Alon Tal

Memo to friends round the world: Stand with Israel, not its extremist government

I recently returned to Israel from a six-month sabbatical to Stanford University. On many occasions I had conversations about the Israeli government’s proposed judicial reforms with friends who are among Israel’s staunchest, most devoted supporters.  They were concerned and perplexed about what to do. Now, more than ever, they deserve a clear answer.

For six months, extremists in the coalition zealously pursued an agenda of “Judicial Overhaul”, designed to eviscerate the Supreme Court and prevent it from being an independent balance against the unfettered power of Israel’s executive branch. This week, they started passing laws to that end, laws which substantially weaken Israel as a democratic country.  So, my  message is clear: “There are times in every family, when a loved-one goes off the rails; these are times when you have a responsibility to speak out and to criticize. That doesn’t mean you don’t continue to unconditionally support them. But you can’t remain silent.”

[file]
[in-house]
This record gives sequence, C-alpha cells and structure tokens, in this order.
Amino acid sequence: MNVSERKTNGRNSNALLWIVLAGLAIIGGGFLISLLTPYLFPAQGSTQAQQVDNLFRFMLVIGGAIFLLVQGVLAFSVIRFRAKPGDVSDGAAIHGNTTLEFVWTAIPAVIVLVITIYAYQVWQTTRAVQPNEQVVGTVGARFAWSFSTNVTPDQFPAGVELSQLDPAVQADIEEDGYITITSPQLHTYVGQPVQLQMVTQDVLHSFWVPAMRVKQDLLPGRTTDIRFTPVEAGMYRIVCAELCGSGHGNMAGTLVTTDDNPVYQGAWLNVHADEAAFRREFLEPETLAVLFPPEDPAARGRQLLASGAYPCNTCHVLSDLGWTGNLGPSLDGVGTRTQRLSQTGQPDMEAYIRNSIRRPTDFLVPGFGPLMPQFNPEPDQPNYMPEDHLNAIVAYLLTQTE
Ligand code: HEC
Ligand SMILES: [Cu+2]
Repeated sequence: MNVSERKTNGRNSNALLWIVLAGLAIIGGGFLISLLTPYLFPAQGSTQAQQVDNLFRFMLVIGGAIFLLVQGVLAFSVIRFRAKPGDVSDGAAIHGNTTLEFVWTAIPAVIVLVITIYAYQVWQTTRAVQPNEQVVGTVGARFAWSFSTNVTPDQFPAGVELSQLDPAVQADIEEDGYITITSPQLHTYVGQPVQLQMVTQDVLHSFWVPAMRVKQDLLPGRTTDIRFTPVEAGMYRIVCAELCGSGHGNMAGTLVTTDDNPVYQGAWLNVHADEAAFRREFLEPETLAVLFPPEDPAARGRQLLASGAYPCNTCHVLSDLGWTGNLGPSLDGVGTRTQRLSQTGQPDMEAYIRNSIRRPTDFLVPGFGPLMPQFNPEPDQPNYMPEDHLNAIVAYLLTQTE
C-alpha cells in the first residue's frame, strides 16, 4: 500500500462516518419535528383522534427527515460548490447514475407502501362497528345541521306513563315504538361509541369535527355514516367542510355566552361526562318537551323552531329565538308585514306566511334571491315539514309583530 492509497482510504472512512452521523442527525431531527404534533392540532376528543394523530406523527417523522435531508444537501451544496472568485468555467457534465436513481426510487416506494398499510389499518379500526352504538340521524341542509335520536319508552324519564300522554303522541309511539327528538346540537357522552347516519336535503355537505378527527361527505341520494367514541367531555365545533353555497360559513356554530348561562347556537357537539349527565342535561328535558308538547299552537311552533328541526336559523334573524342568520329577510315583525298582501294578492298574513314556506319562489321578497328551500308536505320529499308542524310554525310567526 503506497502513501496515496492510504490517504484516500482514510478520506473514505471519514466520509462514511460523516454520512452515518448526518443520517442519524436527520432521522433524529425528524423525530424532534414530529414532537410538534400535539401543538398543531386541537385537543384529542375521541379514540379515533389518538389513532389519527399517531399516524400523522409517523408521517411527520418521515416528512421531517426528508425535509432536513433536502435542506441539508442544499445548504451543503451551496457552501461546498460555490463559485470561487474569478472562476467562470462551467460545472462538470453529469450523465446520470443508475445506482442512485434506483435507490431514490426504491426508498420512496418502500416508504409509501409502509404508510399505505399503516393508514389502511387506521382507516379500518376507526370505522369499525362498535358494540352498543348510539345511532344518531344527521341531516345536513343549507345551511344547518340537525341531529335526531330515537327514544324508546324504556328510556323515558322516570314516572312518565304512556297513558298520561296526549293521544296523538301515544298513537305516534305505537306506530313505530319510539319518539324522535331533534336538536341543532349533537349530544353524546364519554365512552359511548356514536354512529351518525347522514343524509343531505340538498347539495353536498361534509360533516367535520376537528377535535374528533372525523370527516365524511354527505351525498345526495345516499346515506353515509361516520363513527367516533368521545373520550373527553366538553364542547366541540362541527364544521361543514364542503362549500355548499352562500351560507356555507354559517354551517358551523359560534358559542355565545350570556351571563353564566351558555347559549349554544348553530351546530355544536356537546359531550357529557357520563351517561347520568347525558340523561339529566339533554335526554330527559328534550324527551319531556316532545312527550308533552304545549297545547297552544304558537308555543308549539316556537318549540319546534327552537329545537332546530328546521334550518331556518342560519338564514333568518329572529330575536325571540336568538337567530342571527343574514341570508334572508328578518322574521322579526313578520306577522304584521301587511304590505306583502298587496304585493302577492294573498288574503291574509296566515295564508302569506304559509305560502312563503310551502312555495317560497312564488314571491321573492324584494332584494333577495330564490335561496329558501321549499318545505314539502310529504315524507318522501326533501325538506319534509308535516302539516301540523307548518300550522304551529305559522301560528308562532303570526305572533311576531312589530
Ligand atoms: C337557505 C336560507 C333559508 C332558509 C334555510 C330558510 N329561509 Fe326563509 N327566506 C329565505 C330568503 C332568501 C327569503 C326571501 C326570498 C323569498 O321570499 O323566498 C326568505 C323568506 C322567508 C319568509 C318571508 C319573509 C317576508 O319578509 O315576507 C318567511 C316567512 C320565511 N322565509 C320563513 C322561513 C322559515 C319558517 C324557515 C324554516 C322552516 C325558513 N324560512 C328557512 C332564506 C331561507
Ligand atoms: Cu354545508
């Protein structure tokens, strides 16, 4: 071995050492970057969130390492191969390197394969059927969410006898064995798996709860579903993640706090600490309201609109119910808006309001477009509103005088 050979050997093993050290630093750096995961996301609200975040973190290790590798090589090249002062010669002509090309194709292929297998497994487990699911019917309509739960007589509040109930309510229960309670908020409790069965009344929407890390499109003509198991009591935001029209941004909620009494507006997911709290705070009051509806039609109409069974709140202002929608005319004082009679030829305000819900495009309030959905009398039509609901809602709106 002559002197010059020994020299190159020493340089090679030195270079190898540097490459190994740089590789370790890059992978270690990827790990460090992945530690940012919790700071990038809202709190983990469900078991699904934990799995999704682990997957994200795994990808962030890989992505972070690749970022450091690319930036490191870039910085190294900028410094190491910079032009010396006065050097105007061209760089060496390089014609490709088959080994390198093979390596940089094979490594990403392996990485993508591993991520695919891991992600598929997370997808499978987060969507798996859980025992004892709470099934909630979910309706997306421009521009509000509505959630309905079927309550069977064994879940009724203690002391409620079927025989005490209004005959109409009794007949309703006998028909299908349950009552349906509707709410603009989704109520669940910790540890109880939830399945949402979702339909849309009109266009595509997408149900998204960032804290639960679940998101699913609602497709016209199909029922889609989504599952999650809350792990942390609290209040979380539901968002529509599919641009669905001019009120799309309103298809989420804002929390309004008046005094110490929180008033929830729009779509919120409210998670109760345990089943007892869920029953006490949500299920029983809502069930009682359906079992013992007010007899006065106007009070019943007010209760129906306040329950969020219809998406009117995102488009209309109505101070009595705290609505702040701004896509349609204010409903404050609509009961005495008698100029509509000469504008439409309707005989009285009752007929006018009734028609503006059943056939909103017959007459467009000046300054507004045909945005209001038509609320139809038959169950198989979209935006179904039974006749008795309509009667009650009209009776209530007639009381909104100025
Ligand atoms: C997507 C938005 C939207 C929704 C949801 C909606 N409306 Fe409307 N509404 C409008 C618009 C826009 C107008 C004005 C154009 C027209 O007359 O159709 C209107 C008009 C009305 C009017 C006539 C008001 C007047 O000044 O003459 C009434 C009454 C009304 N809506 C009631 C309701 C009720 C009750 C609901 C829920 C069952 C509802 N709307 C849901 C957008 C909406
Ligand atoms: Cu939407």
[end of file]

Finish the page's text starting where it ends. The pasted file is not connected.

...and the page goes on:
What does it mean to be a supporter of Israel living outside the country today? In 1967 that was not a complicated question.  Unfortunately, this week’s vote approving legislation to cancel the “Reasonable Standard”, judicial criterion means that old, traditional dynamics need to change.   The day the Netanyahu government enacted a law cancelling Israel’s Supreme Court’s authority to stop extremely unreasonable government appointments and administrative decisions should be a turning point for anyone who cares about Israel’s democracy.